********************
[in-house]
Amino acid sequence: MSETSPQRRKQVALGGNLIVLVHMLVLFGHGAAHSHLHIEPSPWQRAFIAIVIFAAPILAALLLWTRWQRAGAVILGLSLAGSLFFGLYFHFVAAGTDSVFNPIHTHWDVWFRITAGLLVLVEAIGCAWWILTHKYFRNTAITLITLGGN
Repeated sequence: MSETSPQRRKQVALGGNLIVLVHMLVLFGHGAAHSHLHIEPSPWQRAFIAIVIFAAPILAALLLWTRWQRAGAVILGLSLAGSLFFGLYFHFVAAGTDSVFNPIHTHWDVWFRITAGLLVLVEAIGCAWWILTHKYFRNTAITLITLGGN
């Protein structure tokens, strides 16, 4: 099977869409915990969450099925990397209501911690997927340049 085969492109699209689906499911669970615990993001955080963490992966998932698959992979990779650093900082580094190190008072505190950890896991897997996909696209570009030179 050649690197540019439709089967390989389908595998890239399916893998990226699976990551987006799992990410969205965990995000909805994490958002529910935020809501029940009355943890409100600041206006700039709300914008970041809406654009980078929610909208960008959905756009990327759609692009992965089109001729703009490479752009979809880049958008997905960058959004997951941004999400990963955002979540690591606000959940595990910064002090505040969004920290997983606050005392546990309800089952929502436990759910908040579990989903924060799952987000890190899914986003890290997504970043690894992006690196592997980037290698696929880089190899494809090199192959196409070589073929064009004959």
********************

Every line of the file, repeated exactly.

[in-house]
Amino acid sequence: MSETSPQRRKQVALGGNLIVLVHMLVLFGHGAAHSHLHIEPSPWQRAFIAIVIFAAPILAALLLWTRWQRAGAVILGLSLAGSLFFGLYFHFVAAGTDSVFNPIHTHWDVWFRITAGLLVLVEAIGCAWWILTHKYFRNTAITLITLGGN
Repeated sequence: MSETSPQRRKQVALGGNLIVLVHMLVLFGHGAAHSHLHIEPSPWQRAFIAIVIFAAPILAALLLWTRWQRAGAVILGLSLAGSLFFGLYFHFVAAGTDSVFNPIHTHWDVWFRITAGLLVLVEAIGCAWWILTHKYFRNTAITLITLGGN
């Protein structure tokens, strides 16, 4: 099977869409915990969450099925990397209501911690997927340049 085969492109699209689906499911669970615990993001955080963490992966998932698959992979990779650093900082580094190190008072505190950890896991897997996909696209570009030179 050649690197540019439709089967390989389908595998890239399916893998990226699976990551987006799992990410969205965990995000909805994490958002529910935020809501029940009355943890409100600041206006700039709300914008970041809406654009980078929610909208960008959905756009990327759609692009992965089109001729703009490479752009979809880049958008997905960058959004997951941004999400990963955002979540690591606000959940595990910064002090505040969004920290997983606050005392546990309800089952929502436990759910908040579990989903924060799952987000890190899914986003890290997504970043690894992006690196592997980037290698696929880089190899494809090199192959196409070589073929064009004959």